When breast cancer invaded Marianne Sarcich’s body last year, she was forced to have a unilateral mastectomy, losing her whole breast on the right side. She has had reconstruction surgery since then, but the implant didn’t make her feel like herself. Ever since she then, she’s been trying not to look down. A year passed and she didn’t know what to do—but now she has her answer.
Last month, Sarcich went to Perelman Center for Advanced Medicine in Philadelphia for a 3D areola and nipple restoration, which would make her reconstructed breast look more like her other breast. This wasn’t surgery, however. In fact, it was the sort of thing that Sarcich never thought she’d end up doing. She was getting a tattoo.
“You OK?” asked tattoo artist Mandy Sauler.
“I’m just so happy this is finally happening,” Sarcich told her.
Sarcich had found her way to the University of Pennsylvania’s Sauler Institute of Tattooing. The office’s cosmetic procedures range from permanent eyeliner and filled in eyebrows to camouflaging scars. Yet it’s the areola and nipple restoration that really brings people in. For survivors like Sarcich, it’s usually their last breast cancer-related treatment, serving as a form of closure.
Some women have a fake nipple created surgically and a tattoo artist colors the area around it. But Sauler’s 3D tattoos use a micropigmentation (a permanent tattoo), to make a tattoo that looks nearly identical to a woman’s real nipple.
Sauler’s mother was a tattoo artist in Downingtown, Pennsylvania. She spent a lot of time in her Mom’s shop—where she performed her first tattoo at age 14. Later she became a licensed tattoo artist. And, despite some naysayers in her life, the more she heard about cosmetic tattoos, the more she wanted to pursue them in her career.
“I feel like with tattooing … the medical portion found me,” Sauler said. “I was kind of meant to do it.”
Sauler flew to Florida in her mid-20s to train with a cosmetic tattoo artist. She learned quickly and began doing lips, eyebrows, eyeliner, scar camouflage, and nipple tattoos at two different offices. Many doctors called for her services—but then UPenn emailed her. She’s worked there for the past six years and has offices in both New York and Jersey, attracting patients from all over the country.
The artists’ secret to success was bringing together the tattooing and medical worlds together. Many doctors and nurses were performing cosmetic tattoos—but they didn’t view the body as a canvas like she does.
“I realized there was no artistry behind it,” she said. “I was a tattoo artist and they were medical. I combined both, and I feel like that’s when the magic happened.”
Sauler’s office doesn’t look like a tattoo shop—it looks like a regular doctor’s office. She even wears scrubs. She began Sarcich’s session by taking measurements of her existing areola and nipple to serve as an outline for her right breast. Next she mixed colors to match Sarcich’s left nipple.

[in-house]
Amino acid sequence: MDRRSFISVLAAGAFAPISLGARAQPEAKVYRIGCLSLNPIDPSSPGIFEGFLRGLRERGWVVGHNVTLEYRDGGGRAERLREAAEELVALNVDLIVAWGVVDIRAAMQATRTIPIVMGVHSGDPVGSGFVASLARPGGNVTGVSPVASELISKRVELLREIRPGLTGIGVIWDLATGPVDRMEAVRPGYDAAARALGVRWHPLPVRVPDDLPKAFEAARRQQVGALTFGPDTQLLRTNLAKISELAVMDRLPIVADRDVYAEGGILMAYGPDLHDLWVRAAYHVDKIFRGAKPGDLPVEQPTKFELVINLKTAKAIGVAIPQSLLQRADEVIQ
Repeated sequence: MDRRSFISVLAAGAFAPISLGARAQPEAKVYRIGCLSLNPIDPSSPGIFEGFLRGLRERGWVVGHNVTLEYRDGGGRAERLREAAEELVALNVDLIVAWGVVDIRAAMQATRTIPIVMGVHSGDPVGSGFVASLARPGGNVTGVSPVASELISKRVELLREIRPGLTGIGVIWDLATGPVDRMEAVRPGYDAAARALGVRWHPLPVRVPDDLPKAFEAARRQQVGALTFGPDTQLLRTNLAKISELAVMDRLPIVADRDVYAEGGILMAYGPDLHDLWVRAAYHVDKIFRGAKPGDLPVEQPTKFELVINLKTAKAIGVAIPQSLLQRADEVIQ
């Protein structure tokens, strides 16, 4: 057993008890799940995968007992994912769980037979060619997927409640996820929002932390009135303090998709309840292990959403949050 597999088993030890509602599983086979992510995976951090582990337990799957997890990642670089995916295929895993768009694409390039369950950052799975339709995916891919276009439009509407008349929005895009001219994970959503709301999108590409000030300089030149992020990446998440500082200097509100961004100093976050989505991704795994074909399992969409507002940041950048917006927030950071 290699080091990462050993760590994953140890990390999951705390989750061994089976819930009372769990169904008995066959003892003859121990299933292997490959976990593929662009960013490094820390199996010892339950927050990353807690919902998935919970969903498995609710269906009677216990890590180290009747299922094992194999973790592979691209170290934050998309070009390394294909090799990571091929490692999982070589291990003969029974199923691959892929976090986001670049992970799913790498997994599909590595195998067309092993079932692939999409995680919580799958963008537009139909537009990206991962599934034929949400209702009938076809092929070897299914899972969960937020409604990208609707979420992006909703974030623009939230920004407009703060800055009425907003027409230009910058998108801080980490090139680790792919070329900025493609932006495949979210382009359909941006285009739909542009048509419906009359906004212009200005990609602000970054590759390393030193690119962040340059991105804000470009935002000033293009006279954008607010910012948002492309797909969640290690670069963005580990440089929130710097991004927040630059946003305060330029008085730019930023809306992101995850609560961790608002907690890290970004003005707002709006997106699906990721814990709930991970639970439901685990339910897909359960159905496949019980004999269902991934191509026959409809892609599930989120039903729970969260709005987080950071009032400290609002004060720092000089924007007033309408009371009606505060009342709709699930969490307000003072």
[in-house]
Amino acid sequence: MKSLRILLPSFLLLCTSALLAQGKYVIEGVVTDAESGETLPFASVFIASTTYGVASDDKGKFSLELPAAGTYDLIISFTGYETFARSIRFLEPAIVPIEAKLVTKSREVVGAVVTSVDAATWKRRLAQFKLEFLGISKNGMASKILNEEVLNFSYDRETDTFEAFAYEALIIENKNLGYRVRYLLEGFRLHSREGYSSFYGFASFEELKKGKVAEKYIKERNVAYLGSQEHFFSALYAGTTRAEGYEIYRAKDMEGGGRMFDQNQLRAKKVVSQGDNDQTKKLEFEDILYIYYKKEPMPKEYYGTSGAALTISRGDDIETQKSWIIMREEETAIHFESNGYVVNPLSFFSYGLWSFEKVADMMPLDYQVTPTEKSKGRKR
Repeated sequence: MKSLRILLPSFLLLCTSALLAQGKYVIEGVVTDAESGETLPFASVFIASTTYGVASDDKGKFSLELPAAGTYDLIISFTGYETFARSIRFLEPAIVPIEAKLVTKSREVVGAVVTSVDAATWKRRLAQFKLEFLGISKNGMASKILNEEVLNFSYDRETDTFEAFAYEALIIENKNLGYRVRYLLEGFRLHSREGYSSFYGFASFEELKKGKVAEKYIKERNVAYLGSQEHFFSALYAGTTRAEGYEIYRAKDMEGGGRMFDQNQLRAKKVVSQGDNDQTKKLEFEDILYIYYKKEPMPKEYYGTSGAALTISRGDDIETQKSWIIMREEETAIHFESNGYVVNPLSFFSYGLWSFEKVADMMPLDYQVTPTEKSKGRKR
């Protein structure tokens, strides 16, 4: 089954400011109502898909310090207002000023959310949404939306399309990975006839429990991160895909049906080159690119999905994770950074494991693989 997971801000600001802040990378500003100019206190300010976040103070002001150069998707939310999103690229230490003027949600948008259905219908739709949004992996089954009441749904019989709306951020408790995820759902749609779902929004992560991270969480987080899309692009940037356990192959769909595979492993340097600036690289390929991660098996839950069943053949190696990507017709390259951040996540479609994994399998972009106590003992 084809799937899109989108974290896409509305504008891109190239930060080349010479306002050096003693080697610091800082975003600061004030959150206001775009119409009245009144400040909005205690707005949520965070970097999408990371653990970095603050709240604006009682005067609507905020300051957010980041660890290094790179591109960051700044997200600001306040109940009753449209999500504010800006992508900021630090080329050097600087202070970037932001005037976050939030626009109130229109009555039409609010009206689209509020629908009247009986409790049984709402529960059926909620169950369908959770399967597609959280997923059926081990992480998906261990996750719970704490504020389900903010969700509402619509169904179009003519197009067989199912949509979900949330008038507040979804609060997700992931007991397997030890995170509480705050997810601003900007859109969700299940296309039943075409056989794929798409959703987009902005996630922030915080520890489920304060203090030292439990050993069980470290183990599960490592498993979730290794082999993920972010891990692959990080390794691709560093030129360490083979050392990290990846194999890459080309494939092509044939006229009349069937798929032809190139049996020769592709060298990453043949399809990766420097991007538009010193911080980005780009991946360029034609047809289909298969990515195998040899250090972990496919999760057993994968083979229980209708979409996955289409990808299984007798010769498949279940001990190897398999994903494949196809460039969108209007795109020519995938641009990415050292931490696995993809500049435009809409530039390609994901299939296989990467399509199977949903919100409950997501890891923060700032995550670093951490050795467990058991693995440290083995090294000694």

Recently, Sauler started using temporary tattoos for women before they’re put through the final procedure. It’s especially helpful of clients who have been living without one or two nipples for a long time. This is because women who’ve had double mastectomies don’t always remember their nipples’s original shape and color.
When starting the actual tattoo, Sauler fills the circle with the darkest color and adds layers of light colors to create a 3-D effect. She mixes many colors throughout and switches needles for shading. This gives the tattoo some much-needed texture.
The whole procedure took less than 30 minutes, during which Sauler and Sarcich giggled and discussed life, children, and breast cancer. It was all pain-free for Sarcich since there aren’t any nerves in her new right breast.
“Now you have a shiny, new nipple,” Sauler joked when she finished.
Sauler’s services cost between $350 to $700, depending on the person and procedure. While that might seem like a lot for a 30-minute tattoo, you really do get what you pay for. Professor Liza Wu from Penn’s Perelman School of Medicine, praised Sauler’s tattooing skills, saying she brings “a dimension to the nipple reconstruction that we haven’t seen.” It’s also a lot cheaper and requires less recovery time than reconstructive surgery.
When Sarcich’s procedure was finished, she pushed herself off the exam chair, waltzed over to the mirror, and for the first time in a long time, smiled as she looked upon her breasts.
It’s been a long journey for Sarcich, who was diagnosed with Stage 1 breast cancer over a year ago. Her mastectomy was done in September 2016, and she didn’t need radiation or chemotherapy. She was cancer-free—but felt like she lost part of her identity when her breast was removed. Now she feels whole once more.
“If I started with two nipples, I should end with two nipples,” she said.
Cosmetic tattooing is still a very new field with a lot of room for growth and Sauler’s aim is to expand that field as best she can. She has created training opportunities for the estheticians often put in charge of these procedures, helping them to use the right ink and needle sizes.
While it might seem like a niche field now, Sauler hopes one day cosmetic tattooing will be as commonplace as plastic surgery.